The idea that there are highly influential people who are trendsetters for the rest of us is very seductive. So seductive, in fact, that it has held sway in marketing circles, in one form or another, for over five decades. The media has picked up the concept by publishing lists of “top influentials” – e.g. The Atlantic magazine. But this marketing orthodoxy is coming under greater scrutiny and being challenged by network scientists such as Duncan Watts.
Fast Company, in its February 2008 issue, highlighted the new research and the ensuing debate among marketers in an article Is the Tipping Point Toast?by Clive Thompson. The theory of “influentials” had its origins in the 1950’s with the work of Elihu Katz and Paul Lazarsfeld (authors of Personal Influence). Its latest proponents include Malcolm Gladwell (author of The Tipping Point) and Ed Keller and Jon Berry (authors of .Influentials: One American in Ten Tells the Other Nine How to Vote, Where to Eat, and What to Buy). The influentials theory goes like this. Target a sophisticated minority of highly connected consumers (the “influentials”) and motivate them to talk up / recommend your product or service. They will convince others to use the product or service and get a viral buzz going.
Duncan Watts, a noted network theorist and author of Six Degrees, has challenged these long held beliefs with some new studies he has conducted while on sabbatical from Columbia University at Yahoo Research His conclusion? He finds that viral buzz is as likely to be started by poorly connected ordinary Joe’s and Jane’s, as by in-the-know hipsters. What matters, he argues, is the readiness of the environment to accept the messages delivered, not the messenger. In a receptive environment, a weakly connected individual can spread a trend as easily as someone with a large Rolodex. Without that receptivity, even those highly connected hubs of society may be ineffective in a viral campaign.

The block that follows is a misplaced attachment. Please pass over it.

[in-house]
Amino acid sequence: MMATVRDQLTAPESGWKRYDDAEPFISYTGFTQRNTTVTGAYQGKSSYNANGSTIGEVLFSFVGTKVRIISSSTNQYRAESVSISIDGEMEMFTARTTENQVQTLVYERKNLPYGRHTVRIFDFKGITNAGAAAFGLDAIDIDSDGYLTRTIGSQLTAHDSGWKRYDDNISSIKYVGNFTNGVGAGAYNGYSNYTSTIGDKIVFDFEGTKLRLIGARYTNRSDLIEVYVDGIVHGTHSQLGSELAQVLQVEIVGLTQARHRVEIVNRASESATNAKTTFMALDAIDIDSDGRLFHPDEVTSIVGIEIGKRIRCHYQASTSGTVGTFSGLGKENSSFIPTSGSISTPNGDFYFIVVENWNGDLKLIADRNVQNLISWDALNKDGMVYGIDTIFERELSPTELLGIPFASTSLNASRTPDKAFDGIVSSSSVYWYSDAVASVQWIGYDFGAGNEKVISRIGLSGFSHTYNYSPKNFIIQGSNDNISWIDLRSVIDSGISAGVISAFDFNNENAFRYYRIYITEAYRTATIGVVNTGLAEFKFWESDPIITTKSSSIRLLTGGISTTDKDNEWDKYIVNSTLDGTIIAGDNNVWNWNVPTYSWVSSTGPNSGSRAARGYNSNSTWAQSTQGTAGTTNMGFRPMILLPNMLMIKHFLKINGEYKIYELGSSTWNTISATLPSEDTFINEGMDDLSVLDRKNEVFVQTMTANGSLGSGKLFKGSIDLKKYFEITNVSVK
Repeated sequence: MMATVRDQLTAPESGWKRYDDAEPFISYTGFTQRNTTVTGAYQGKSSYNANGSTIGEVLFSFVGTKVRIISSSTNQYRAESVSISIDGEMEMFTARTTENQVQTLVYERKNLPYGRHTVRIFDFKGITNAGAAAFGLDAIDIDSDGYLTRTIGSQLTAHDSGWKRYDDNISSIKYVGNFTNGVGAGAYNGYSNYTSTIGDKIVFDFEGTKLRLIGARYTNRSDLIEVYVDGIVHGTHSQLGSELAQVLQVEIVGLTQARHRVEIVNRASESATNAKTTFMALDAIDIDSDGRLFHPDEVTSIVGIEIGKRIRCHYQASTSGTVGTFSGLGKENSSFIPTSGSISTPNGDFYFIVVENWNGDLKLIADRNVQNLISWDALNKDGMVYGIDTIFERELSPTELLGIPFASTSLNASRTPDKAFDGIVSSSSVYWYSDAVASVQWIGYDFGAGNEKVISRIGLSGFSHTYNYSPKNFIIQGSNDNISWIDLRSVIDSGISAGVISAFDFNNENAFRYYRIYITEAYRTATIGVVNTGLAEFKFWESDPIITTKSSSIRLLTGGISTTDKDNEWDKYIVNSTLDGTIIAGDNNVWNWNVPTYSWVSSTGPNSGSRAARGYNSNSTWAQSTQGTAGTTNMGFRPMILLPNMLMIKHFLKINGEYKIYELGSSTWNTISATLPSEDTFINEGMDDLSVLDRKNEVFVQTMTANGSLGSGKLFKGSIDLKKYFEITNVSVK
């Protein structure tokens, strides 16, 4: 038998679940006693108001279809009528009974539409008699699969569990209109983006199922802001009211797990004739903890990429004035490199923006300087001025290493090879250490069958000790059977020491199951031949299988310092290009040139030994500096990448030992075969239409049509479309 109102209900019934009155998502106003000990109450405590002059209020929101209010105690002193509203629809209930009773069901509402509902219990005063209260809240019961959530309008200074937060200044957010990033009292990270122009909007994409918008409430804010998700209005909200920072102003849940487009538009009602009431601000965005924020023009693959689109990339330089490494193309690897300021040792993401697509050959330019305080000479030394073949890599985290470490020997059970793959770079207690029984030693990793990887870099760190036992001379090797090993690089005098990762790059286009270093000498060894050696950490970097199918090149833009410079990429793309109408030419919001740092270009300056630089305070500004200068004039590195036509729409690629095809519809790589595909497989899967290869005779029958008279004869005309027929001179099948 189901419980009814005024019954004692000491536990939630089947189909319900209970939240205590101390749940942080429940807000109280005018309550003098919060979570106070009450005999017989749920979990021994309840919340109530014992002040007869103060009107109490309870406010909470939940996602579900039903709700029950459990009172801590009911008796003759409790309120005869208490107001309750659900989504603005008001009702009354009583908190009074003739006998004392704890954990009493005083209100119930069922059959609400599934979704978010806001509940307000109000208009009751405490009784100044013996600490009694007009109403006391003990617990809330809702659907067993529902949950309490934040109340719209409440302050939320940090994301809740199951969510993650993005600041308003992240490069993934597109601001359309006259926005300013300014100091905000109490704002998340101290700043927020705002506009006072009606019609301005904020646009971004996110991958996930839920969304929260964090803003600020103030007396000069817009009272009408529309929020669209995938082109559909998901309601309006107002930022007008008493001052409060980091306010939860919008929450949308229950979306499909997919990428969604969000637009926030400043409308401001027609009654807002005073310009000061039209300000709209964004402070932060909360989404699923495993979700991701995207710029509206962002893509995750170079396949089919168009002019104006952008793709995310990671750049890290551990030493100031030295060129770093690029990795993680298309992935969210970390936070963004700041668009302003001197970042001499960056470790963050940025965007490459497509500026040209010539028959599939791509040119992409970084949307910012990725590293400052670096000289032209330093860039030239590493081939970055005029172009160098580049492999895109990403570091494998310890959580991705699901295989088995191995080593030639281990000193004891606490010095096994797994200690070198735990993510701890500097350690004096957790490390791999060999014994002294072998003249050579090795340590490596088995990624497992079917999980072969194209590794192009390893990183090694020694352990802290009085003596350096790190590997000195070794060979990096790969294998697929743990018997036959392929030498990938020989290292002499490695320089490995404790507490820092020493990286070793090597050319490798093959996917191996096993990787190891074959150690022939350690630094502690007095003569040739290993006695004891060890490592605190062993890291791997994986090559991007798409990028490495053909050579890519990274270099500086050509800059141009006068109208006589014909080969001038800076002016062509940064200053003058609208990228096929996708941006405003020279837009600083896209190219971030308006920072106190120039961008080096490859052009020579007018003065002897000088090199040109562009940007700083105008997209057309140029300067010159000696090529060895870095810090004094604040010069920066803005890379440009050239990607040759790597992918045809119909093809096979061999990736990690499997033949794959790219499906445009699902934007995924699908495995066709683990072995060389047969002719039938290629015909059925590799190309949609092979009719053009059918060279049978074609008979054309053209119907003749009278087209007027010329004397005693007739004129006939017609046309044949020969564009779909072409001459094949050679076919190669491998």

His findings were based on research that reproduced some of the original work of Stanley Milgram– arguably the father of the notion of six degrees of separation – except on a much larger scale. Milgram had 160 individuals in Nebraska attempt to get a letter to a stockbroker in Boston by sending it to a colleague who they thought could get it one step closer to its final destination. Only a small percentage of the letters made it to the stockbroker and these made the final step through the same three friends of the target. Milgram concluded that the separation between strangers is generally 6 degrees or less. Marketers concluded that the fact that the same three individuals appeared to act as gatekeepers proved that influentials were a critical part of communication among strangers.
Watts’ study increased the size of the study by two orders of magnitude (61,000 participants) and used e-mail instead of postal mail. He confirmed the six degrees, but showed that only 5% of the e-mails passed through hyper-connected individuals. The bulk went through weakly connected participants. He concluded that the apparent gatekeepers in Milgram’s study were a statistical artifact because of the extremely small sample size. Watts has studied all sorts of human networks, from disease patterns to how rock bands become popular.
So what’s the big deal? Two things:
Advertisers and marketers are spending billions of dollars annually targeting so called influentials who they hope will spark viral campaigns
All of this money, time and effort may be wasted if what really matters is the receptivity of the general public to a new product, service or idea
One has only to think about the current presidential campaign in the U.S. to see how important Watts’ ideas could be. In the world of book publishing, it may mean that we should find ways to gauge the receptivity of a market to a new author or title rather than hoping that some well placed book reviews will make the difference between failure and success. Watts is the first to admit that some will find his conclusions counter-intuitive, but the science of networks and his carefully organized experiments appear to support them. Relativity and quantum mechanics are counter-intuitive, but modern science and all the benefits it has bestowed would be impossible without these “unnatural” theories.
Our intuition can be powerful, but it can be seduced and canalized by appealing ideas that don’t stand p under closer examination.
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